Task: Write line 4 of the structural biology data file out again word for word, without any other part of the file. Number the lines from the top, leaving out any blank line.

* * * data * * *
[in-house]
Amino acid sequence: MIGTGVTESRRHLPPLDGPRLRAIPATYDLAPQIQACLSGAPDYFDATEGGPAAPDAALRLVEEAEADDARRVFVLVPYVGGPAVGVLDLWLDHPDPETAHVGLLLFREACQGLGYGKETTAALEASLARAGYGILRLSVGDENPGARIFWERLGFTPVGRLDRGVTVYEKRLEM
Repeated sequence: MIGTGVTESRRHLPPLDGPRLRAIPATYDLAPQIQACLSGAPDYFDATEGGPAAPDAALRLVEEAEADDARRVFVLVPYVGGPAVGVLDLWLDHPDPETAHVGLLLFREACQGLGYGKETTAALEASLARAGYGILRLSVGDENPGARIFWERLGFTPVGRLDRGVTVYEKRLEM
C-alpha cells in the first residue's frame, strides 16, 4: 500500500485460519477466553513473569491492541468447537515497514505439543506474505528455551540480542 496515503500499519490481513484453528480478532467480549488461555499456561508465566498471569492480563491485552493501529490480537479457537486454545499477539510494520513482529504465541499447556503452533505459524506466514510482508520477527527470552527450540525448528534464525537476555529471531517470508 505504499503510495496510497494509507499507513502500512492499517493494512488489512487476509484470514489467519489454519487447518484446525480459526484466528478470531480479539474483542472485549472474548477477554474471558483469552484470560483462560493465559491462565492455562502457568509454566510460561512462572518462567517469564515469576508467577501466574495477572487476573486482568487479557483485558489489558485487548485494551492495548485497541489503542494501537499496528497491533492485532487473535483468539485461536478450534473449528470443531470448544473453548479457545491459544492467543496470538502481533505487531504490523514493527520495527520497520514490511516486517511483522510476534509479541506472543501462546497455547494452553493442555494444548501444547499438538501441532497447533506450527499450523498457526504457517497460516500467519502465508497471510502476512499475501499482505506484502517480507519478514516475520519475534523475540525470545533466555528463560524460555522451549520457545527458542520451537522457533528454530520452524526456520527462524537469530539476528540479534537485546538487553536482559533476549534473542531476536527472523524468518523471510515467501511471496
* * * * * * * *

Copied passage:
C-alpha cells in the first residue's frame, strides 16, 4: 500500500485460519477466553513473569491492541468447537515497514505439543506474505528455551540480542 496515503500499519490481513484453528480478532467480549488461555499456561508465566498471569492480563491485552493501529490480537479457537486454545499477539510494520513482529504465541499447556503452533505459524506466514510482508520477527527470552527450540525448528534464525537476555529471531517470508 505504499503510495496510497494509507499507513502500512492499517493494512488489512487476509484470514489467519489454519487447518484446525480459526484466528478470531480479539474483542472485549472474548477477554474471558483469552484470560483462560493465559491462565492455562502457568509454566510460561512462572518462567517469564515469576508467577501466574495477572487476573486482568487479557483485558489489558485487548485494551492495548485497541489503542494501537499496528497491533492485532487473535483468539485461536478450534473449528470443531470448544473453548479457545491459544492467543496470538502481533505487531504490523514493527520495527520497520514490511516486517511483522510476534509479541506472543501462546497455547494452553493442555494444548501444547499438538501441532497447533506450527499450523498457526504457517497460516500467519502465508497471510502476512499475501499482505506484502517480507519478514516475520519475534523475540525470545533466555528463560524460555522451549520457545527458542520451537522457533528454530520452524526456520527462524537469530539476528540479534537485546538487553536482559533476549534473542531476536527472523524468518523471510515467501511471496